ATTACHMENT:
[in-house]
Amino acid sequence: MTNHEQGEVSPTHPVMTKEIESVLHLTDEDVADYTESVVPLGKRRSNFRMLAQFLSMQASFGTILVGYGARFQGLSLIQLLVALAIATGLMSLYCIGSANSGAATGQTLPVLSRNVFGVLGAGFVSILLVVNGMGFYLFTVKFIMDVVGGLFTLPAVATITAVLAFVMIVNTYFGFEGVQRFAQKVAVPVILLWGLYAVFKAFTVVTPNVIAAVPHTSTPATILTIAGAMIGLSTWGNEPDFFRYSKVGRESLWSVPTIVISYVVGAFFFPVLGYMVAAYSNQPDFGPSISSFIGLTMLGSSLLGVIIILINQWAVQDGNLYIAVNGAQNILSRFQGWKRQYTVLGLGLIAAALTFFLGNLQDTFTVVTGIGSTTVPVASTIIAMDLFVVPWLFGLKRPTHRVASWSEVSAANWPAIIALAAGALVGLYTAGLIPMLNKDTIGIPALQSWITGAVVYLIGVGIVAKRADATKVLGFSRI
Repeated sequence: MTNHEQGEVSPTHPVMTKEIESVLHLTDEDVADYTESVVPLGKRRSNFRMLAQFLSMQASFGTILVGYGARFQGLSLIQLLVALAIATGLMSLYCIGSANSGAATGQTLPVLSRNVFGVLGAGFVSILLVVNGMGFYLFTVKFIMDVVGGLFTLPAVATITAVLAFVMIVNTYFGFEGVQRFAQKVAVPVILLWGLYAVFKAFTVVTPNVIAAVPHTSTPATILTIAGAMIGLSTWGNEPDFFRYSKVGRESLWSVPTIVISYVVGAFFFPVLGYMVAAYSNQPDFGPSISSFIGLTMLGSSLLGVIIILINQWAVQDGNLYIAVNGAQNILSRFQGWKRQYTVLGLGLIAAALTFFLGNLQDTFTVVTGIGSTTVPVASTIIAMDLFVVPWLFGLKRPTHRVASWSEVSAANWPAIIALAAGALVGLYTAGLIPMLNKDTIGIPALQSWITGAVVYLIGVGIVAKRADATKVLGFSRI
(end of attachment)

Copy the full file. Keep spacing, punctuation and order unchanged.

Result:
[in-house]
Amino acid sequence: MTNHEQGEVSPTHPVMTKEIESVLHLTDEDVADYTESVVPLGKRRSNFRMLAQFLSMQASFGTILVGYGARFQGLSLIQLLVALAIATGLMSLYCIGSANSGAATGQTLPVLSRNVFGVLGAGFVSILLVVNGMGFYLFTVKFIMDVVGGLFTLPAVATITAVLAFVMIVNTYFGFEGVQRFAQKVAVPVILLWGLYAVFKAFTVVTPNVIAAVPHTSTPATILTIAGAMIGLSTWGNEPDFFRYSKVGRESLWSVPTIVISYVVGAFFFPVLGYMVAAYSNQPDFGPSISSFIGLTMLGSSLLGVIIILINQWAVQDGNLYIAVNGAQNILSRFQGWKRQYTVLGLGLIAAALTFFLGNLQDTFTVVTGIGSTTVPVASTIIAMDLFVVPWLFGLKRPTHRVASWSEVSAANWPAIIALAAGALVGLYTAGLIPMLNKDTIGIPALQSWITGAVVYLIGVGIVAKRADATKVLGFSRI
Repeated sequence: MTNHEQGEVSPTHPVMTKEIESVLHLTDEDVADYTESVVPLGKRRSNFRMLAQFLSMQASFGTILVGYGARFQGLSLIQLLVALAIATGLMSLYCIGSANSGAATGQTLPVLSRNVFGVLGAGFVSILLVVNGMGFYLFTVKFIMDVVGGLFTLPAVATITAVLAFVMIVNTYFGFEGVQRFAQKVAVPVILLWGLYAVFKAFTVVTPNVIAAVPHTSTPATILTIAGAMIGLSTWGNEPDFFRYSKVGRESLWSVPTIVISYVVGAFFFPVLGYMVAAYSNQPDFGPSISSFIGLTMLGSSLLGVIIILINQWAVQDGNLYIAVNGAQNILSRFQGWKRQYTVLGLGLIAAALTFFLGNLQDTFTVVTGIGSTTVPVASTIIAMDLFVVPWLFGLKRPTHRVASWSEVSAANWPAIIALAAGALVGLYTAGLIPMLNKDTIGIPALQSWITGAVVYLIGVGIVAKRADATKVLGFSRI